The 261-day trip around China’s inland borders

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TI GONG – ZHOU JIANBING POSES IN FRONT OF THE LANDMARK POTALA PALACE IN LHASA, CAPITAL OF THE TIBET AUTONOMOUS REGION

TI GONG – ZHOU JIANBING POSES IN FRONT OF THE LANDMARK POTALA PALACE IN LHASA, CAPITAL OF THE TIBET AUTONOMOUS REGION

Zhou made a 261-day trip around China’s inland borders — including the autonomous regions of Tibet, Xinjiang and Inner Mongolia — to escape the rat race of modern urban life.

Like other road adventurers, Zhou collected a wealth of unusual experiences during his trip. He crossed vast no-man’s lands where no people lived. He slept in snowfields at minus 40 degrees Celsius. But what made his trip truly unique was that he undertook the 30,530-kilometer journey on an NQi Pro powered by lithium batteries.

“The decision to start the trip was more or less on impulse,” he said. “The actual idea of touring around China came to me as early as 10 years ago, but I never initially imagined I would do it on an electric bike.”

Zhou said he first thought about doing the tour on a regular bicycle but decided that might be too fatiguing. He wasn’t skilled at riding motorcycles. An NQi Pro became the compromise choice for transport.

He did some trip planning, searching online for routes, accommodation and other travel information. Then, without telling family or friends, he took off on June 28, 2019.

Ti Gong – A milestone marker in Tibet’s Lhatse County along National Highway 318 tells Zhou that he is 5,000 kilometers away from People’s Square in Shanghai.

Ti Gong – A milestone marker in Tibet’s Lhatse County along National Highway 318 tells Zhou that he is 5,000 kilometers away from People’s Square in Shanghai.

Zhou first passed through Fujian, Guangdong, Guangxi and Yunnan on his way to Tibet. The two most difficult phases of the journey were the ride from Tibet to Xinjiang and the ride through northern provinces in extreme cold.

Charging his NIU’s batteries was obviously a challenge throughout the journey. Zhou had his NQi Pro modified a bit before leaving, adding an extra battery, upgrading the headlight and tailoring himself a more comfortable seat.

TI GONG – A MILESTONE MARKER IN TIBET’S LHATSE COUNTY ALONG NATIONAL HIGHWAY 318 TELLS ZHOU THAT HE IS 5,000 KILOMETERS AWAY FROM PEOPLE’S SQUARE IN SHANGHAI.

TI GONG – A MILESTONE MARKER IN TIBET’S LHATSE COUNTY ALONG NATIONAL HIGHWAY 318 TELLS ZHOU THAT HE IS 5,000 KILOMETERS AWAY FROM PEOPLE’S SQUARE IN SHANGHAI.

“When I looked for accommodation, a charger or generator was more important than a bed,” said Zhou. “It was not a problem in cities. But in rural areas, especially in places not covered by a power grid, I had to look for solar generators and sometimes sought help from military camps.”

“My best record was 245 kilometers a day,” he said. “But in rough conditions, like snowy mountain areas, I couldn’t manage more than 50 kilometers in 12 hours.”

“I have to admit that I was blessed with good luck on the trip,” he said. “No major malfunction ever happened to my bike, except the occasional flat tire. There were also a few times when my NIU ran out of battery in the middle of a long highway. I was lucky that truck drivers were kind enough to stop and give me a lift to the nearest gas station or hotel so I could recharge.”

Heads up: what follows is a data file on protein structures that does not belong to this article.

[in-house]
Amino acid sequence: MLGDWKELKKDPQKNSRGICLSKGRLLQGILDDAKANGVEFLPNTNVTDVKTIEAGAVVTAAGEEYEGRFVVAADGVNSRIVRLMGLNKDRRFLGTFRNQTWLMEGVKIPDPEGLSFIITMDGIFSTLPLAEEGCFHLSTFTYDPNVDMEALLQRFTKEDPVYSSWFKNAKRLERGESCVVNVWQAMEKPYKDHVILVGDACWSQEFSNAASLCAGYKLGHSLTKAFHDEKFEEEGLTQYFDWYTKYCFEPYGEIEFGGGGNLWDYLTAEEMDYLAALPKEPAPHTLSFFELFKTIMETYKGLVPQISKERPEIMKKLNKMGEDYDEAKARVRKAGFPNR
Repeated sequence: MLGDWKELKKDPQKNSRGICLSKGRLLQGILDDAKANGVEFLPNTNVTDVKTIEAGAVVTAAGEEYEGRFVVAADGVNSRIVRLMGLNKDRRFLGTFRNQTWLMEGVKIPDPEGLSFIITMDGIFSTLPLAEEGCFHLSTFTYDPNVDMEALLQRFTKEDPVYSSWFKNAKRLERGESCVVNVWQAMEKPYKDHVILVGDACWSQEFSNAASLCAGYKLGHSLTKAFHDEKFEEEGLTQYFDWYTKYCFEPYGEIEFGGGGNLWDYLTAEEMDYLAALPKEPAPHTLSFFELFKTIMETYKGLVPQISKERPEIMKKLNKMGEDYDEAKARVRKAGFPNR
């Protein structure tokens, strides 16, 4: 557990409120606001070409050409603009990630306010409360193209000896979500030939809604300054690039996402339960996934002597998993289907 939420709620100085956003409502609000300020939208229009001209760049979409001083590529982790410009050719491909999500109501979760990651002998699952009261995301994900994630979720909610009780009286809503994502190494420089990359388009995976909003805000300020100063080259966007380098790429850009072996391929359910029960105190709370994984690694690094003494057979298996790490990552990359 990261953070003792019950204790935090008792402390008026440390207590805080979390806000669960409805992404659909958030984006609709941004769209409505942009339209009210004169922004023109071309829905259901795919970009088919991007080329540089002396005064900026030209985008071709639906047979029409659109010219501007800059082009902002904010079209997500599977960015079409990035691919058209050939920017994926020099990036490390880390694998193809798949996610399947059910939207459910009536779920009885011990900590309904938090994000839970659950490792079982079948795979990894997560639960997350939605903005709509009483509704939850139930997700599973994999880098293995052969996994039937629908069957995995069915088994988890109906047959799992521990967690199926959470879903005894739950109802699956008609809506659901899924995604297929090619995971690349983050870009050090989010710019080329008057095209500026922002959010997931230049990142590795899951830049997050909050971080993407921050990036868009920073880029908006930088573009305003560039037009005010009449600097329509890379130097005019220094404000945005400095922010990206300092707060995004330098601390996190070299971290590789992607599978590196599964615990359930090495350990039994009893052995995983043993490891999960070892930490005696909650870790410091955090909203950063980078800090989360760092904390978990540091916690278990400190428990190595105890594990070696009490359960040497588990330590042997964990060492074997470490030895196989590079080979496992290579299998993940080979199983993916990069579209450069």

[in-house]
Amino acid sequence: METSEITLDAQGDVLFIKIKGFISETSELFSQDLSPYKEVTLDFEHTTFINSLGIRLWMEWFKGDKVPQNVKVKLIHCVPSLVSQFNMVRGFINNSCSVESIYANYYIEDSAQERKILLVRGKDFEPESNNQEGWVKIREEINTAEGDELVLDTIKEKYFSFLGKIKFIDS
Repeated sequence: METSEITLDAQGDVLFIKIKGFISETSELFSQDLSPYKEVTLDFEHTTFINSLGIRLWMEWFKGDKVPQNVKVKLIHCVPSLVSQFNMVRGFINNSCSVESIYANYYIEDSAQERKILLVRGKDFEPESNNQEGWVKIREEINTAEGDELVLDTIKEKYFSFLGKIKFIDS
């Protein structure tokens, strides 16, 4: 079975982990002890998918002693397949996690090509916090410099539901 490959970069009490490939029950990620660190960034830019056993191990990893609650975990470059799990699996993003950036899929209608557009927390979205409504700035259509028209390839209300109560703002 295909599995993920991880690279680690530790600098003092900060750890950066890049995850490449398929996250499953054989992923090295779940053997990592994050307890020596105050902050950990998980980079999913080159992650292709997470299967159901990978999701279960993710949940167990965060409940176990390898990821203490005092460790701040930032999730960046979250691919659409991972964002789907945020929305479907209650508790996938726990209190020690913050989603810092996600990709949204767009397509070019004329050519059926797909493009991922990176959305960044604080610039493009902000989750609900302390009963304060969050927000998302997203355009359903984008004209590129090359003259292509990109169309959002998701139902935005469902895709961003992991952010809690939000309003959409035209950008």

Ti Gong – It’s a shivering cold October night for Zhou in a snowfield near Kanas Lake in the Xinjiang Uygur Autonomous Region.

Ti Gong – It’s a shivering cold October night for Zhou in a snowfield near Kanas Lake in the Xinjiang Uygur Autonomous Region.

In northern provinces, Zhou said he couldn’t ride outdoors for more than four hours a day because of the cold.

Ti Gong – Zhou unfurls a national flag in front of an altitude marker in the foothills of Mount Qomolangma, also known as Mount Everest.

Ti Gong – Zhou unfurls a national flag in front of an altitude marker in the foothills of Mount Qomolangma, also known as Mount Everest.

Zhou’s journey ended in Shanghai on May 28. The whole trip cost him about 100,000 yuan (US$14,100), including the 10,500 yuan he spent for the bike.

“Once pandemic restrictions are lifted, I will tour interior provinces in China,” he said. “When the pandemic is over, I want to ride my electric bike out of China and visit some ‘Belt and Road’ countries. In short, I want to be on the road from now on. When I’m tired of traveling, I will open an inn for road travelers, offering them food and drink in exchange for their stories.”

Despite his romantic outlook, Zhou is enough of a realist to know that he will need part-time work to make ends meet. An adventure on an electric bike doesn’t create income.

“There are various life paths for everyone,” said the young adventurer, who obviously prefers the path less traveled.

Thanks Zhou for sharing your electric experience with us.

This article has been adapted and first appeared on Shine.cn here.

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